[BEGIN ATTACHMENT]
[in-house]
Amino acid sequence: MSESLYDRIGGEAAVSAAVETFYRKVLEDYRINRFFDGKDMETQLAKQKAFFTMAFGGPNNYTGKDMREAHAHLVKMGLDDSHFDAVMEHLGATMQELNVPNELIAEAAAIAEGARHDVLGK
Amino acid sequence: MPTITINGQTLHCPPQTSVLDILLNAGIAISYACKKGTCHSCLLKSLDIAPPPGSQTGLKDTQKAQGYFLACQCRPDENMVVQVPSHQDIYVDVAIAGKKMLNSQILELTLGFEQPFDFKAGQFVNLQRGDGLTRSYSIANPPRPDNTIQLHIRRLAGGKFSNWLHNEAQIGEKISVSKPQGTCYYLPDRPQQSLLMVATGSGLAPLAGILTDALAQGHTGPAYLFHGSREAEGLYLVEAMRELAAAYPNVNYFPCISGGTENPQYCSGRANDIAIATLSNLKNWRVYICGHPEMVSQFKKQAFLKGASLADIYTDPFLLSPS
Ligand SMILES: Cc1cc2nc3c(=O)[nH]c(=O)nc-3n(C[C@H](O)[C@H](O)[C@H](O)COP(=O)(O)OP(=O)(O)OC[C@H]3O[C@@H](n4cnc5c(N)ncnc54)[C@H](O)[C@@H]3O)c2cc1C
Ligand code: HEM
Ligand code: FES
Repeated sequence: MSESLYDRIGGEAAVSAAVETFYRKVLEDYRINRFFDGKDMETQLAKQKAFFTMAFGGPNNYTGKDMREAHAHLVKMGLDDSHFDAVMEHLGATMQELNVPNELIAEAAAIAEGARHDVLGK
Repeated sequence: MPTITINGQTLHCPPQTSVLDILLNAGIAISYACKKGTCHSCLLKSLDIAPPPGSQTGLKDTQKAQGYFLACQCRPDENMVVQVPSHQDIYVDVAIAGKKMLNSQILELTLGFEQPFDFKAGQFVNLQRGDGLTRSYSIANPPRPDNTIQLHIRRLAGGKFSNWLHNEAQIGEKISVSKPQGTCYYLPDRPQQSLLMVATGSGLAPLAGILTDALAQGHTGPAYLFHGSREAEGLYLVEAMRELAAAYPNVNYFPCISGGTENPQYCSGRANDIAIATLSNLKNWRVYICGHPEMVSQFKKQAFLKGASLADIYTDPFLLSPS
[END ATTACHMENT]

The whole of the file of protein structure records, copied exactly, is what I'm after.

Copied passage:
[in-house]
Amino acid sequence: MSESLYDRIGGEAAVSAAVETFYRKVLEDYRINRFFDGKDMETQLAKQKAFFTMAFGGPNNYTGKDMREAHAHLVKMGLDDSHFDAVMEHLGATMQELNVPNELIAEAAAIAEGARHDVLGK
Amino acid sequence: MPTITINGQTLHCPPQTSVLDILLNAGIAISYACKKGTCHSCLLKSLDIAPPPGSQTGLKDTQKAQGYFLACQCRPDENMVVQVPSHQDIYVDVAIAGKKMLNSQILELTLGFEQPFDFKAGQFVNLQRGDGLTRSYSIANPPRPDNTIQLHIRRLAGGKFSNWLHNEAQIGEKISVSKPQGTCYYLPDRPQQSLLMVATGSGLAPLAGILTDALAQGHTGPAYLFHGSREAEGLYLVEAMRELAAAYPNVNYFPCISGGTENPQYCSGRANDIAIATLSNLKNWRVYICGHPEMVSQFKKQAFLKGASLADIYTDPFLLSPS
Ligand SMILES: Cc1cc2nc3c(=O)[nH]c(=O)nc-3n(C[C@H](O)[C@H](O)[C@H](O)COP(=O)(O)OP(=O)(O)OC[C@H]3O[C@@H](n4cnc5c(N)ncnc54)[C@H](O)[C@@H]3O)c2cc1C
Ligand code: HEM
Ligand code: FES
Repeated sequence: MSESLYDRIGGEAAVSAAVETFYRKVLEDYRINRFFDGKDMETQLAKQKAFFTMAFGGPNNYTGKDMREAHAHLVKMGLDDSHFDAVMEHLGATMQELNVPNELIAEAAAIAEGARHDVLGK
Repeated sequence: MPTITINGQTLHCPPQTSVLDILLNAGIAISYACKKGTCHSCLLKSLDIAPPPGSQTGLKDTQKAQGYFLACQCRPDENMVVQVPSHQDIYVDVAIAGKKMLNSQILELTLGFEQPFDFKAGQFVNLQRGDGLTRSYSIANPPRPDNTIQLHIRRLAGGKFSNWLHNEAQIGEKISVSKPQGTCYYLPDRPQQSLLMVATGSGLAPLAGILTDALAQGHTGPAYLFHGSREAEGLYLVEAMRELAAAYPNVNYFPCISGGTENPQYCSGRANDIAIATLSNLKNWRVYICGHPEMVSQFKKQAFLKGASLADIYTDPFLLSPS